Australians really do live in the lucky country. Particularly when it comes to the choices we have for our superannuation savings, writes Terri Loy
Since 1992, Australian employers have been legally required to invest in superannuation on behalf of employees. From 2005, Australian employees have been able to choose their own superannuation fund for their retirement savings.
For many Australians, apart from their homes, superannuation will become their largest asset.
According to statistics there is approximately $1.40 trillion invested in the superannuation environment as at 30 June 2012 (source: www.apra.gov.au, June 2012 Quarterly Superannuation Performance report, 23 August 2012). This money is spread over various superannuation sectors including Retail, Public, Industry, Corporate and Self Managed Superannuation Funds (SMSFs).
The majority of assets invested within the superannuation environment are controlled by professional managers in the Retail or Industry funds sectors. Interestingly, it is the Self Managed Superannuation sector that has been the fastest growing sector, currently holding approximately one-third of the total amount invested in superannuation. As at 30 June 2012, there were just over 478,000 SMSFs in Australia with approximately 25,000 new SMSFs being established each year. (Source: www.ato.gov.au – SMSF Statistical Report June ’12.)
The primary motivation for this growth has been the desire by individuals to have more control over their superannuation. While other sectors allow a certain level of investment choice, generally speaking, fund members in retail, corporate or industry super funds have very little control over how their money is invested. Consequently, more and more people are realising the advantages of making their own investment decisions and taking control of their own retirement strategy.
This control over investment decisions has helped SMSF trustees navigate reasonably well through the uncertain market conditions we have experienced over the past few years. According to the Australian Tax Office (ATO), as at 30 June 2012 SMSF portfolios were largely invested in either cash & term deposits or listed Australian shares, with approximately 30% exposure respectively (see Chart A – Asset Allocation graph).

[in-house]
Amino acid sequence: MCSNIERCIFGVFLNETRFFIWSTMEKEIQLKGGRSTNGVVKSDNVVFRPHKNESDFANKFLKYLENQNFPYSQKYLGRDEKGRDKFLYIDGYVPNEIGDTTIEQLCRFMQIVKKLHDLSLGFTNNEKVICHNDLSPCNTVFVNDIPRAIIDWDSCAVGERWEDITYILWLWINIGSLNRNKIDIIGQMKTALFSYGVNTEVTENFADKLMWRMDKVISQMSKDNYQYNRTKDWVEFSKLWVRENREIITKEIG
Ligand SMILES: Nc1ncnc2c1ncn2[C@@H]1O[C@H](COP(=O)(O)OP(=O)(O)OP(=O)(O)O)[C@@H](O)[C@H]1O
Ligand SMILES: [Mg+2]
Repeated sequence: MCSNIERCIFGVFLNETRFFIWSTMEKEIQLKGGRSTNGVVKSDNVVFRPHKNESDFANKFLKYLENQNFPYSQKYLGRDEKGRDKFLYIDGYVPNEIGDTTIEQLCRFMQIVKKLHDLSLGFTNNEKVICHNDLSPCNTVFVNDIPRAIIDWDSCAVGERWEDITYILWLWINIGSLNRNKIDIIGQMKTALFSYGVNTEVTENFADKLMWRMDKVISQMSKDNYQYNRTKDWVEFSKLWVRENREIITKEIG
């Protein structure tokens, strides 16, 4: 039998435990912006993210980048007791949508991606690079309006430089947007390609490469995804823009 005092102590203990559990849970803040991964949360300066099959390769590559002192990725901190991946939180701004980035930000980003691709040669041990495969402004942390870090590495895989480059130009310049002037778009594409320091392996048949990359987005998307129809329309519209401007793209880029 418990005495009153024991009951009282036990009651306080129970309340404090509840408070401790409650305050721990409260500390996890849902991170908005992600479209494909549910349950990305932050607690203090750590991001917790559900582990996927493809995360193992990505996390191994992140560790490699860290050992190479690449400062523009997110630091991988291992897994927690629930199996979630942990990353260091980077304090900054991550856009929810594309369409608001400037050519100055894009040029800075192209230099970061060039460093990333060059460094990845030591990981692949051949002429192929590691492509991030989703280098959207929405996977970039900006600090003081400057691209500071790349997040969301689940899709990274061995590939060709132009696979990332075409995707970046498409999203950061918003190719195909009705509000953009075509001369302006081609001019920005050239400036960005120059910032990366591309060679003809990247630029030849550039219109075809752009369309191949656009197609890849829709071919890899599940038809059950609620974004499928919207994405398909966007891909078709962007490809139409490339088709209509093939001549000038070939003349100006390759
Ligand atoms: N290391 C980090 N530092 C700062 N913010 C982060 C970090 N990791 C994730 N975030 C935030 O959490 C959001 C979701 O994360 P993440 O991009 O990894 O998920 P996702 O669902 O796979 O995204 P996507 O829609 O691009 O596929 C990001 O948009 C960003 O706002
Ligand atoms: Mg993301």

It could be inferred that trustees are being cautious with their SMSF investment strategies at the moment while also taking advantage of market opportunities as they arise. This flexibility with an investment strategy may not be as readily available from other superannuation sectors.
Control and involvement are very good reasons for establishing an SMSF, however, individuals should also consider other factors when deciding if it is the most appropriate vehicle. The decision to run your own fund must not be taken lightly and involves serious responsibilities; as trustees of your own super fund you need to understand the rules and regulations, including knowing what you can or can’t do in relation to investing in certain assets. Maintaining an SMSF for the provision of retirement benefits for members must be the primary consideration underlying all investment decisions made by trustees.
Amended regulations means the ATO will now have more power to wield the penalty stick if SMSF trustees do not adhere to the rules. And further reforms to the superannuation sector means additional obligations will be imposed on super fund trustees to consider insurance for their members as part of the investment strategy, to ensure super fund assets are kept separate from personal assets and to value super assets at market value for reporting purposes each year.
If you are not prepared to take on the responsibility of running your own fund within the guidelines set out under superannuation law, then you should choose a professional manager in the Retail or Industry sector who can manage your super for you.
The beauty of our superannuation system is the choice we have to select a vehicle that best suits our own personal needs.
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